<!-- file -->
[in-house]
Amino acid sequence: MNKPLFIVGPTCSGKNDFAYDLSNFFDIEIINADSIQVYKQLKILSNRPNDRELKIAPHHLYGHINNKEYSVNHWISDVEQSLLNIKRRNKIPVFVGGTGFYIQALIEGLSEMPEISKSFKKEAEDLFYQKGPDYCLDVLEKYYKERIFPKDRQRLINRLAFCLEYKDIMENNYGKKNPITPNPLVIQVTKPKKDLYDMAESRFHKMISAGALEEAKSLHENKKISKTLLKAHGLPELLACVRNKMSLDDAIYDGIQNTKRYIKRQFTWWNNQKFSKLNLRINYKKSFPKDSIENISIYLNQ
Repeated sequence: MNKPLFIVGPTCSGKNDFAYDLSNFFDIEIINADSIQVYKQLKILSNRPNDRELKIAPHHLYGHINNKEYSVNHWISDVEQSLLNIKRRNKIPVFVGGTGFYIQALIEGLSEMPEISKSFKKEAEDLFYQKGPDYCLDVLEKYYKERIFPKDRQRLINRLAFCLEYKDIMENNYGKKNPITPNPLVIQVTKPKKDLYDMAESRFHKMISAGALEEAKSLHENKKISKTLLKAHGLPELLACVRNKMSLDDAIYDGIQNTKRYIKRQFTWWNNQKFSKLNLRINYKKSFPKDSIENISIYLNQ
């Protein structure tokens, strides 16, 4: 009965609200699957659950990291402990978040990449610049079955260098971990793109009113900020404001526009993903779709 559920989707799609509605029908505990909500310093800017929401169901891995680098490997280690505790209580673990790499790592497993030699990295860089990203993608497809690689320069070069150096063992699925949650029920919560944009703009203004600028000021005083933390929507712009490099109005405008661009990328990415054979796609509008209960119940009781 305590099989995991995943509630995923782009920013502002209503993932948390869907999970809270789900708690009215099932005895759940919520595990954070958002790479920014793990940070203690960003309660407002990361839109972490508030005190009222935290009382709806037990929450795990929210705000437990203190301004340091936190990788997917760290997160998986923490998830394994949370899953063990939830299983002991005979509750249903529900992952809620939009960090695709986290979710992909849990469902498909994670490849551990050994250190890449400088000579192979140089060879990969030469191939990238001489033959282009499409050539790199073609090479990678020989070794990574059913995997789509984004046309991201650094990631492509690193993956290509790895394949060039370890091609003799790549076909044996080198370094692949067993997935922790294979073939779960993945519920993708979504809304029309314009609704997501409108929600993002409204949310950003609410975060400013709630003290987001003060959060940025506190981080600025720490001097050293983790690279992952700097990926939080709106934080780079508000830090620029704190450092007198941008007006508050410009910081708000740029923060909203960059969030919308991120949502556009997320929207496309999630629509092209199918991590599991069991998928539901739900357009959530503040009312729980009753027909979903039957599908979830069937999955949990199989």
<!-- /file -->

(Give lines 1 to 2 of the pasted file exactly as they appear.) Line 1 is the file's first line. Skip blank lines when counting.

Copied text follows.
[in-house]
Amino acid sequence: MNKPLFIVGPTCSGKNDFAYDLSNFFDIEIINADSIQVYKQLKILSNRPNDRELKIAPHHLYGHINNKEYSVNHWISDVEQSLLNIKRRNKIPVFVGGTGFYIQALIEGLSEMPEISKSFKKEAEDLFYQKGPDYCLDVLEKYYKERIFPKDRQRLINRLAFCLEYKDIMENNYGKKNPITPNPLVIQVTKPKKDLYDMAESRFHKMISAGALEEAKSLHENKKISKTLLKAHGLPELLACVRNKMSLDDAIYDGIQNTKRYIKRQFTWWNNQKFSKLNLRINYKKSFPKDSIENISIYLNQ